#35 Comment By Siarlys Jenkins On February 11, 2018 @ 9:02 pm

There are terrorists at the clinic door, I still have nightmares about them. They never, not once, struck me as Godly, caring people, they were angry and frightening and intent on shaming women.

Anyone remember the movie in which a visibly eight months pregnant Carol Burnett walked in the door of a clinic that offered abortions, for the purpose of holding hands with a younger family friend who was having a first trimester abortion, and the Operation Rescue mob was screaming in her face until she screamed back “I’m not here to have an abortion, I already had one.”

The thing to tell a two year old and a four year old is “These people crazy.” And the fundamental principle to invoke is, nobody’s fervent and sincere convictions justify terrorism. (Although I did get a kick out of ETA setting off a bomb under an admiral’s car and blowing it to the top of a cathedral tower — when Franco was still in power.)

#36 Comment By Seven sleepers On February 11, 2018 @ 10:48 pm

Disagree on this point. Public school is public. Public school must reflect all viewpoints. If you don’t like it, don’t put your kids in public school.

Christian kids have no business in public school.

Pius X reiterated that there was never any such fantasy as ‘public, objective’ education. It has ALWAYS had a liberal bias. You just didn’t realize it because…wait for it…you are the product of public schooling.

Public education IS the source of all trouble for Christians. THE source. It’s time people woke up to this. If it takes an aggressive agenda to realize you should be schooling your kids outside a pluralistic and false worldview, then so be it.

#37 Comment By Matt W. On February 12, 2018 @ 6:03 am

A number of Christian charities and secular organisations are sponsoring a petition to Parliament to pass a new law to enshrine religious freedom in the UK. It is badly needed. [7]

#38 Comment By Phillip On February 12, 2018 @ 12:30 pm

Hi tltdd,

I and others would not consider that an elective abortion, simply a horribly necessary medical procedure that with current medical technology regrettably results in the death of the child.

Have you any sympathy for the women who want the child but are coerced into an abortion by family and sexual partners, if you prefer less vague ideas?

#39 Comment By mike On February 12, 2018 @ 2:58 pm

The British Empire used to cover one quarter of the earth. It was visible and “official” – indicated on maps and globes with a pink colour. It brought Rule-of-Law and Civilisation to places which have mostly lived in darkness and misery before the arrival and since the departure of the Empire. (Not interested in the PC relativist-revisionist hysterics that this statement will provoke.)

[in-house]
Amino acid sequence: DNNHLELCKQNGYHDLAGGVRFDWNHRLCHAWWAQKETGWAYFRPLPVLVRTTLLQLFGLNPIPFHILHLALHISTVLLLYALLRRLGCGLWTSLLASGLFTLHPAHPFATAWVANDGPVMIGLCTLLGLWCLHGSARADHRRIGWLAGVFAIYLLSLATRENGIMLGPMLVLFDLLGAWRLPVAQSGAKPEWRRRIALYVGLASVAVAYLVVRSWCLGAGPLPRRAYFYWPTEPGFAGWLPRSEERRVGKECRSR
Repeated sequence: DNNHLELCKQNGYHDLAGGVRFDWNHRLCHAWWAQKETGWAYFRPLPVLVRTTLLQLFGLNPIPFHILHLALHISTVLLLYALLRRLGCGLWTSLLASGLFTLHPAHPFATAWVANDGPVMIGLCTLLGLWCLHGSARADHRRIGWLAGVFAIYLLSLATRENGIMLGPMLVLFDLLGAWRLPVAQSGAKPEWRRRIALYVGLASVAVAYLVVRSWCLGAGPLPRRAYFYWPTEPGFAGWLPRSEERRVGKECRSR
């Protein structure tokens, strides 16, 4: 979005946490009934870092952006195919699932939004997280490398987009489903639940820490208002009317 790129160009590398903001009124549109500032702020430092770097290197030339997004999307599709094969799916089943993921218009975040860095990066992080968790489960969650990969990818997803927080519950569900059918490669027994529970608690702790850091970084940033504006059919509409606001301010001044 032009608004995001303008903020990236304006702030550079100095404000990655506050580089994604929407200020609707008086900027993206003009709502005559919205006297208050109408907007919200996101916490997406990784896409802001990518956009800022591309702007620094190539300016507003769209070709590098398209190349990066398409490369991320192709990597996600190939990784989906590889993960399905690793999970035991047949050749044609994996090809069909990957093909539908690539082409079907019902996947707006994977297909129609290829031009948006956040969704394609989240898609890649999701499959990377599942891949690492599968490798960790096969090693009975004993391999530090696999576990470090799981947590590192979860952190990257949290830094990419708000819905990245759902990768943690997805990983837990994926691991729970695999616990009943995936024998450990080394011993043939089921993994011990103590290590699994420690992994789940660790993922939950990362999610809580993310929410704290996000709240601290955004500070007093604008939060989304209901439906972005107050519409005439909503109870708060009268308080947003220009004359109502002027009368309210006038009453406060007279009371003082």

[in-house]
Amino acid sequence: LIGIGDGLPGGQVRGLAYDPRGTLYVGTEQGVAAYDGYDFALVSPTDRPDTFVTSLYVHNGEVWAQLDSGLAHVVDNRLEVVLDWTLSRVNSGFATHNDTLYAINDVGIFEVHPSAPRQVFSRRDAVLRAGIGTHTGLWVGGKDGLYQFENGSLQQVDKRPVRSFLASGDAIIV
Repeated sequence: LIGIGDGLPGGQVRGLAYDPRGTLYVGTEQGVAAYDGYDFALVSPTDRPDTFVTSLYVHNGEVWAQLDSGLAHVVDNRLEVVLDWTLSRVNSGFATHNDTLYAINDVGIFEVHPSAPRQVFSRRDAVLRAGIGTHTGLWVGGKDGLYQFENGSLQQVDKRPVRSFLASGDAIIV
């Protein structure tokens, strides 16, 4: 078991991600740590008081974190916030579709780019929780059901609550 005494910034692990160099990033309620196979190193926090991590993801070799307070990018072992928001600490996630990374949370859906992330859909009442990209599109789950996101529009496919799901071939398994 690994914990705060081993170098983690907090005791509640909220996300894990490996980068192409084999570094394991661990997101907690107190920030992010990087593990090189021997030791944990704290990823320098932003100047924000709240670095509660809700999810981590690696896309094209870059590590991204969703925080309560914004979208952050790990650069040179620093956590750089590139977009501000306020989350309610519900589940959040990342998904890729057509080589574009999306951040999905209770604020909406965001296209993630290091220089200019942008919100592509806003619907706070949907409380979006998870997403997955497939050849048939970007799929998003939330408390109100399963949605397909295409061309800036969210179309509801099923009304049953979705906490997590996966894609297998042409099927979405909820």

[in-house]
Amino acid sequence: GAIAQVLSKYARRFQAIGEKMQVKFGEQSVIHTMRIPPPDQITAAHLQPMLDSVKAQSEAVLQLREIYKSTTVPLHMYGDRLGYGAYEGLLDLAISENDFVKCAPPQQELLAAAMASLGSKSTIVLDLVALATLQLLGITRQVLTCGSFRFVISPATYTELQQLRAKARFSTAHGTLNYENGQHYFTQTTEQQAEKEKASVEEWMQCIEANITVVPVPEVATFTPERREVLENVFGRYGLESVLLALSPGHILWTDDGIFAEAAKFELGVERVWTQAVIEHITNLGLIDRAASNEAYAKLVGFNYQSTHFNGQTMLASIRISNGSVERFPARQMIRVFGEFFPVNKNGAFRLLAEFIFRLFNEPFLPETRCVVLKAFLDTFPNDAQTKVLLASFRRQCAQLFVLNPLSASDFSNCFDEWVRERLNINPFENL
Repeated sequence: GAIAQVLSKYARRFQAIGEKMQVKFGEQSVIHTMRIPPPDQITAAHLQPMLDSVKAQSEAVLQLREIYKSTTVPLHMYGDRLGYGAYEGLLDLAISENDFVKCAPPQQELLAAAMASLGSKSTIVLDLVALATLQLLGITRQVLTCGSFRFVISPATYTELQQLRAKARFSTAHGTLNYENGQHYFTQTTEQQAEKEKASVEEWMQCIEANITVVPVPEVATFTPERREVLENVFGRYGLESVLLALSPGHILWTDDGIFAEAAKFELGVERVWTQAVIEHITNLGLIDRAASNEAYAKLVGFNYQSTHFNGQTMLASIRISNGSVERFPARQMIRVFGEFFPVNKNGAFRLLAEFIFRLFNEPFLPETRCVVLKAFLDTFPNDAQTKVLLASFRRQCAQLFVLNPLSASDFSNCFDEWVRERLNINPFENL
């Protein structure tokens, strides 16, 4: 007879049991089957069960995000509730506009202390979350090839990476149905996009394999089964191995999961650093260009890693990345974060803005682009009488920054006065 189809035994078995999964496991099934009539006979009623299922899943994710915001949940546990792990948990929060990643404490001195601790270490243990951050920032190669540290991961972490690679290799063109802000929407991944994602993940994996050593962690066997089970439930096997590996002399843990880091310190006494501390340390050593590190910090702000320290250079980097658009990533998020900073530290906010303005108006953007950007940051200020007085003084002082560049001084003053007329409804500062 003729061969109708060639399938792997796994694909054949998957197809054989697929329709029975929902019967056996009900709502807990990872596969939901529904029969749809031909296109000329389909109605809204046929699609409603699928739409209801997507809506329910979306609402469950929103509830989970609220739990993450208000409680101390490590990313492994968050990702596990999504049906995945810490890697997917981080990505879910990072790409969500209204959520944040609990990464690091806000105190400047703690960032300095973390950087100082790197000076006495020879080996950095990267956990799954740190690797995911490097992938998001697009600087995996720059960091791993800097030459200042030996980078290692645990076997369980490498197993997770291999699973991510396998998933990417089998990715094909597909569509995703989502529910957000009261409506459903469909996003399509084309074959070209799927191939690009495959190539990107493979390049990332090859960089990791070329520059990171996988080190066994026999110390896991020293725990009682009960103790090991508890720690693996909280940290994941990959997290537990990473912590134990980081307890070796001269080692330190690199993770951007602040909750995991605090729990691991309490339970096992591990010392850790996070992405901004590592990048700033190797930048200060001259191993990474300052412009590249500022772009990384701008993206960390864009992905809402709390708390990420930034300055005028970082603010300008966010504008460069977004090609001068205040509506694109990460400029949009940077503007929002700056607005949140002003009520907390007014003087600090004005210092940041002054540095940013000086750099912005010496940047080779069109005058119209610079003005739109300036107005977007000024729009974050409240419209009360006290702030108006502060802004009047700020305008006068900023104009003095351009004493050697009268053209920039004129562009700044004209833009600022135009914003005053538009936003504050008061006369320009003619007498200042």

There is a new global empire. It is unofficial – not marked on maps and without a clearly defined governing body. This is the California Empire – of which Britain is now a fully assimilated part, along with most parts of America, the Western world and many places beyond. Its directives are implemented instantly through social media – no debates/discussions, no votes, no legislation. The sick, twisted hyper-destructive ideology of this empire used not long ago to be an inexhaustible source of mocking humour – a near-universal target of ridicule and derision.
Not any more. Hollywood marxism has brought the most wide-spread descent into paganism and barbarity that our world has seen since ancient times. It exceeds even the infernal emanations of bolshevism (to which, of course, it is closely related).

#40 Comment By Durin On February 12, 2018 @ 4:47 pm

KevinS says: “I am sympathetic to religious liberty claims. But I also want to know the limits of those claims.”

A fair question. I will give the start of answer. First, I would distinguish between 1) “Hey I don’t serve your kind” and 2) “I don’t provide that service.” (Two droids and a whiney proto-Jedi walk into a disreputable bar. Bartender says to droids “We don’t serve your kind” – not allowed. Droid walks into a bar and orders a cup of oil. Bartender says “We don’t sell oil.” – allowed.)

Back in our galaxy – in general I would want the hurdle to be pretty high in order to allow #1, and I would want the hurdle pretty low to let someone do #2. If I walk into a Starbucks wearing a big cross and they say “Hey, we don’t serve Xians” they should lose that one, even if the justification is “Xians oppress women” or some other claim that we are immoral. Same goes for a person that is gay that walks into a Chik fil A, or a person that is Jewish that walks into a Ben and Jerry’s shop (say if the store cited BDS), etc.

If I walk in and say I want a latte and because of a host of allergies it needs to be made with human breast milk and they say “We don’t offer that” then they should win. Even if it is something less controversial, like demanding that my hot chocolate be made of carob, they should be able to say we don’t offer that. Even if I argue that “Everyone else provides this service”.